L. Ramnarayan, [email protected]
Publication Date: 
Wed, 2010-11-10 22:27

The stark difference in tastes in the north and south Indian variety is largely due to the mode of preparation and the varied use of spices native to those regions. But bringing a confluence of both the regional flavors is the distinct Hyderabadi cuisine, generally believed to be a princely legacy of the Nizams.
Hyderabad cuisine is seemingly a blend of Awadhi, Mughlai and tandoori laced with spices and herbs native to the areas surrounding the southern city. There is also an emphasis of coconut and tamarind, used generously in south Indian food, in its cuisine.
That’s what makes the Hyderabadi fare distinct — the use of ingredients that are attentively chosen and cooked to the right degree and time. In addition the use of a specific herb, spice, condiment, or combination of all these lends a distinct and aromatic taste.
It is no wonder than with a bustling Hyderabadi community in Jeddah that the taste of Hyderabad is alive and thriving in a lively corner of Aziziya for the last 16 years.
The success of Shadab restaurant is not only because of the frequency of people from the Andhra Pradesh state, of which Hyderabad is the capital, flocking to the eatery for a taste of home but because of the growing number of assorted clientele.
Owner Ayaz bin Sayeed said: “Initially we had a more or less fixed clientele when we started with monthly cards for lunches and dinner. But over the years, with a wide menu of Hyderabad food on offer, we have seen a growing number of people from all Indian states and even Arabs coming to Shadab. Today 20 percent of our patrons are Arabs — Saudis, Lebanese Syrians ad Egyptians — and we hope to build on it.”
Ayaz, a former National Commercial Bank employee, started the eatery in 1994 because there was no restaurant catering to the large section of Hyderabadi expat population in the city. “I liked to eat good food and also entertaining guests. I just extended the idea from home to restaurant,” he said.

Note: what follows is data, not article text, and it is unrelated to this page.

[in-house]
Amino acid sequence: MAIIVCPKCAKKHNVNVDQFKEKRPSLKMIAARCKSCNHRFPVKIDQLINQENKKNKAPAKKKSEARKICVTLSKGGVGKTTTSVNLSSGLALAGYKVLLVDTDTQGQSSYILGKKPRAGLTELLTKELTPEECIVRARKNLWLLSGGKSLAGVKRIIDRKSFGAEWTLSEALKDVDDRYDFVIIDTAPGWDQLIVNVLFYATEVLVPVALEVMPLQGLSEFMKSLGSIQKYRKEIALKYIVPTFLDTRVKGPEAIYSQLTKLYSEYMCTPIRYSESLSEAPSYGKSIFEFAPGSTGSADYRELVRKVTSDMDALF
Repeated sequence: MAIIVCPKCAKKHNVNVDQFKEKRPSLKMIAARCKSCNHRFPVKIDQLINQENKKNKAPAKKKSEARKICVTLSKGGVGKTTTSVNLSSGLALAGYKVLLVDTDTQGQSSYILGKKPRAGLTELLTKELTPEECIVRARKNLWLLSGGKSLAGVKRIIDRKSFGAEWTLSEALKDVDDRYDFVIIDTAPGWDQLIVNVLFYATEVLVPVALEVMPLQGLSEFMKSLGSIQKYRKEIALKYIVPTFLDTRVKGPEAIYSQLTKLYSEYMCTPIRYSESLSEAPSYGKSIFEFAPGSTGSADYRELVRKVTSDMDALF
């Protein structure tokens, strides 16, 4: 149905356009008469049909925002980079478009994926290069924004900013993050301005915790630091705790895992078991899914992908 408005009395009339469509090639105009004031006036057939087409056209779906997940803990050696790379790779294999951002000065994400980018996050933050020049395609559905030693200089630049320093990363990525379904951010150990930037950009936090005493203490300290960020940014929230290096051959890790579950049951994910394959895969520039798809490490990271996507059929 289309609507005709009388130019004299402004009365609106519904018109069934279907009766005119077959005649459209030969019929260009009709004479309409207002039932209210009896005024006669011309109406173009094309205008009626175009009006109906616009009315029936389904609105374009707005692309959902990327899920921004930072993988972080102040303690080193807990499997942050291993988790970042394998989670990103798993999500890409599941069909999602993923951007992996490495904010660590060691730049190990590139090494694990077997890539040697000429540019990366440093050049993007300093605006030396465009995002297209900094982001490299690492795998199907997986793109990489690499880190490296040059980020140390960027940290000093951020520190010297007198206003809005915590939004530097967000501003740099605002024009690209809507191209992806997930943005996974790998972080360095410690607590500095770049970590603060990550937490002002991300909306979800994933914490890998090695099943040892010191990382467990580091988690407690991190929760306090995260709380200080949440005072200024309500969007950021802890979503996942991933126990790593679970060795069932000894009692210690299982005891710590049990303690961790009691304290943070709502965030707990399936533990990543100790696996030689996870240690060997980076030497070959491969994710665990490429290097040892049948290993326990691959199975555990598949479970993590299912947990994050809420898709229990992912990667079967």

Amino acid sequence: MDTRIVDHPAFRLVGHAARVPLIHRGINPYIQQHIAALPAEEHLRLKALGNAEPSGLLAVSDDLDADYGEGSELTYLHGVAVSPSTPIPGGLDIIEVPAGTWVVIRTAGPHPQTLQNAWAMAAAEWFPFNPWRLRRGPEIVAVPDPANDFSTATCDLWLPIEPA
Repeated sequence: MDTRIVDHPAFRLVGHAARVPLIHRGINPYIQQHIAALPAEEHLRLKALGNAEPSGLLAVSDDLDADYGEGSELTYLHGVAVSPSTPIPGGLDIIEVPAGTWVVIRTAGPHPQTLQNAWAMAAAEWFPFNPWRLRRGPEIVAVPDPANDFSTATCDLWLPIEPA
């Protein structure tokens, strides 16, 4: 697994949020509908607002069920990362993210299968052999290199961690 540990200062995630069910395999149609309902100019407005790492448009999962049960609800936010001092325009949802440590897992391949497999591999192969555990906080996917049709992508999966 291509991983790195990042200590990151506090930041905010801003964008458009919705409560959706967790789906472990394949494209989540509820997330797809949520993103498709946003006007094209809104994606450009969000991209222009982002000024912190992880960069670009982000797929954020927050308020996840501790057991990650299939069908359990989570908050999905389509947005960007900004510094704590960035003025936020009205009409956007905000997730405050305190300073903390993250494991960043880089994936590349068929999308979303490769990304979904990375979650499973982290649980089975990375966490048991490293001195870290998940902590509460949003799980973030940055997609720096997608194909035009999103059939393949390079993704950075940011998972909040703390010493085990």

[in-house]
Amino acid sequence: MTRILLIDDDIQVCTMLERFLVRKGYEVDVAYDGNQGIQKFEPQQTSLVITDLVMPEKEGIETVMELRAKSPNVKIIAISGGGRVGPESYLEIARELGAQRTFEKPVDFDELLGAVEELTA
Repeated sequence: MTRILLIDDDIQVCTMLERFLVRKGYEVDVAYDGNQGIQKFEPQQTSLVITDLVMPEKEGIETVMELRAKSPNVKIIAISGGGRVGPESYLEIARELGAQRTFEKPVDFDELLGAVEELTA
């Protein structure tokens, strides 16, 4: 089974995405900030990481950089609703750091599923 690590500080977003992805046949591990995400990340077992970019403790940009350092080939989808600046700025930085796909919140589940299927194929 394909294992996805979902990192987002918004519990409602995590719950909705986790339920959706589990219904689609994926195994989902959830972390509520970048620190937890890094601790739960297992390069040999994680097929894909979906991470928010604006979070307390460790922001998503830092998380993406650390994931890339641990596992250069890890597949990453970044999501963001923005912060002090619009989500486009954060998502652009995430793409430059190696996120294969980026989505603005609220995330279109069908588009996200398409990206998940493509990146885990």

“To start a business is easy. But to sustain it is the difficult part. My secret is simple. Provide good food and service. And that has stood me good stead,” he added.
“To live up to the Shadab promise I have chefs only from Hyderabad. And till today get all the needed herbs and spices from the regions nearby to keep the authentic Hyderabadi taste and experience,” Ayaz said.
“We use traditional utensils for cooking. And cook the Hyderabad way — patiently. For slow-cooking is the hallmark of Hyderabadi cuisine. The method is called ‘Dum’ when the layered rice, meat and spices are cooked on slow fire,” he said, adding, today our kitchen provides biryanis and other fares to other eateries in the city.
Though the menu offers variety of chicken and mutton delicacies and kebabs it is the distinctive Hyderabdi dishes — both in the main course and desserts — that has made this restaurant a popular haunt. Biryanis, baghara baingan (stuffed eggplants), mirch ka salan (chilli curry) and the patented katti dal (lentils in tamarind juice) are the regular dishes that are on offer but Shadab’s signature dishes — the sufiyani biryani and haleem (a seasonal delicacy of wheat & meat, and cooked for hours to a porridge-like paste) — are the big draw as are its desserts ‘gajjar ka halwa’ (carrot halwa), ‘double ka meeta’ (made from toasted bread in ghee) and ‘qubani’ (mashed dried apricot in cream).
Shadab has recently started a family pack that offers a choice of biryanis along with either chicken dhamka or chicken 65. The pack, that is good for four people, is inclusive of breads and desserts and is priced at SR50. Smaller packs too are on offer.
“We felt the takeaway is a good service for people on the go,” said Esa bin Ayaz, who assists his father in running the restaurant after completing a course in hotel management.
Esa is brimming with ideas and is now hoping to bring fine dining in a bigger and better place in the city while retaining the authenticity of Hyderabad cuisine. “We are looking to set up in either Andalus or Khaleediah. At present we are looking for the right place. Once we get it, we’ll not only provide the Hyderabad experience, but also cater to multicuisine fare,” Esa said.
“We even plan to hold a Hyderabad food festival in this place,” he added.

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